Russian opposition leader Aleksei Navalny says he's opposed to extending a power-sharing agreement between Tatarstan and Moscow, calling it "atavistic."
"No documents, including power-sharing agreements and constitutions are sacred and they need to be changed," Navalny said on March 5.
Navalny, a prominent anticorruption campaigner and foe of President Vladimir Putin, made the comments in Tatarstan's capital, Kazan, where he opened his campaign headquarters and met with supporters.
The agreement, which will expire later this year, gives authorities in Tatarstan a greater say in decisions on economic, cultural, and environmental issues, and calls for joint management of the region's oil fields by federal and local authorities.
"No bilateral agreements will be needed because I believe in any event that it is necessary to allocate both money and more powers here. This is the only way the region can develop," Navalny said in his comments about the agreement, adding that the treaty is "simply not working."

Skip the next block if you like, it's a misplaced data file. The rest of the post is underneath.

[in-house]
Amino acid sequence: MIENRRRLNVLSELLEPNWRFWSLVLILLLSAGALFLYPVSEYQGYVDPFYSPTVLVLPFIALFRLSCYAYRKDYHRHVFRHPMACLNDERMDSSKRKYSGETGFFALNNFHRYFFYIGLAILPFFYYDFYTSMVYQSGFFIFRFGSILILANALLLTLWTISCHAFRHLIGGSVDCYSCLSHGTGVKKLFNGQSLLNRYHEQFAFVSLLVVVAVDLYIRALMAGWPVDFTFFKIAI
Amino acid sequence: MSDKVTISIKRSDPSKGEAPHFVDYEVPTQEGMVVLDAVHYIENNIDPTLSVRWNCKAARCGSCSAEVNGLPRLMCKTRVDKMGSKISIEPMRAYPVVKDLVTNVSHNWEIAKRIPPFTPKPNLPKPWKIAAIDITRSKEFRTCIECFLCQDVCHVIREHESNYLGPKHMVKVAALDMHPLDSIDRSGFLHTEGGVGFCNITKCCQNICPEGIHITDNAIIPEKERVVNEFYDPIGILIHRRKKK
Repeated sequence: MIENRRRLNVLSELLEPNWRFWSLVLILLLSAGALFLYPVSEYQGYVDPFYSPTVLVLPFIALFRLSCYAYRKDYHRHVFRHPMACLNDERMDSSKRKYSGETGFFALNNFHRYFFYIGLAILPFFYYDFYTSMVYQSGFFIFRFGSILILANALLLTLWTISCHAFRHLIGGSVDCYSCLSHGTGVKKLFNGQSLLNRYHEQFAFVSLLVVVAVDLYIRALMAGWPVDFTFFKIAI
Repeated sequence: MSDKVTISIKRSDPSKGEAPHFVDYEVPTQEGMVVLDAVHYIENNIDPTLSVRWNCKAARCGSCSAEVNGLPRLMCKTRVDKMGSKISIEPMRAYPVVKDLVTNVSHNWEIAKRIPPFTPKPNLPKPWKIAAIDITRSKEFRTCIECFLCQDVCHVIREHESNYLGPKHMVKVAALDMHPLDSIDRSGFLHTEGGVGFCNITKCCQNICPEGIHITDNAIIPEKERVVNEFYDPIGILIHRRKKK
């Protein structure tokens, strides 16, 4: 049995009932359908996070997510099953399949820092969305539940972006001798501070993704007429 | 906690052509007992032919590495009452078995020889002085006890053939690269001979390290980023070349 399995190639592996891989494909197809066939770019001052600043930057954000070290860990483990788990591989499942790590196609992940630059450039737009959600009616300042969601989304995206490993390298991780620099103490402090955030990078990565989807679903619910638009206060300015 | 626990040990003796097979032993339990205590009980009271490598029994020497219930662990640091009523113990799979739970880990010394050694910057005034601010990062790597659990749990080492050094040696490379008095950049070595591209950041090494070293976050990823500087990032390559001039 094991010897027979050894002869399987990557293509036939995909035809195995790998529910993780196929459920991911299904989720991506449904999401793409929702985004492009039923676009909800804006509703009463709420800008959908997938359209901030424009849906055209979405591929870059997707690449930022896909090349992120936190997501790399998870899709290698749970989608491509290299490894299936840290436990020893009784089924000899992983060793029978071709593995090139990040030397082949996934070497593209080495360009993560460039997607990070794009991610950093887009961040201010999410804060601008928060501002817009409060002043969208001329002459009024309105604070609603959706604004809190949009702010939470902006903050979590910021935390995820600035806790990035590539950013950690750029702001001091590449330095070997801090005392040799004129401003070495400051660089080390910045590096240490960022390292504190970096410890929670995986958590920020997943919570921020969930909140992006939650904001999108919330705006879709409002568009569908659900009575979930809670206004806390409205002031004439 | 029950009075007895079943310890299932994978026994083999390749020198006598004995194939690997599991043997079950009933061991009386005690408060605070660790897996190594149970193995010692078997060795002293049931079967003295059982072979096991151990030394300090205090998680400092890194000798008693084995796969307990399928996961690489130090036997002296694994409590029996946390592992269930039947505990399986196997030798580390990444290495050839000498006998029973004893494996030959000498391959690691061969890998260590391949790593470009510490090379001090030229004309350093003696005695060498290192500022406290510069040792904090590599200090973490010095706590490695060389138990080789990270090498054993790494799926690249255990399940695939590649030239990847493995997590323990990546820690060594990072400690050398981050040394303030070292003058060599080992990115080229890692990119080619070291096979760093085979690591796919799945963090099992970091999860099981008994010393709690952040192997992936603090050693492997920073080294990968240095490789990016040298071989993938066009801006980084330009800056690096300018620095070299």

"Once again, this is an important notion: as Moscow has now grabbed everything for itself, things have not gotten better," he said.
Navalny announced in December that he will run for president in March 2018, but Russian authorities say he will be barred from public office if the latest verdict against him is upheld on appeal.
He has been convicted of financial crimes in two trials that he says were politically motivated punishment for his opposition to Putin.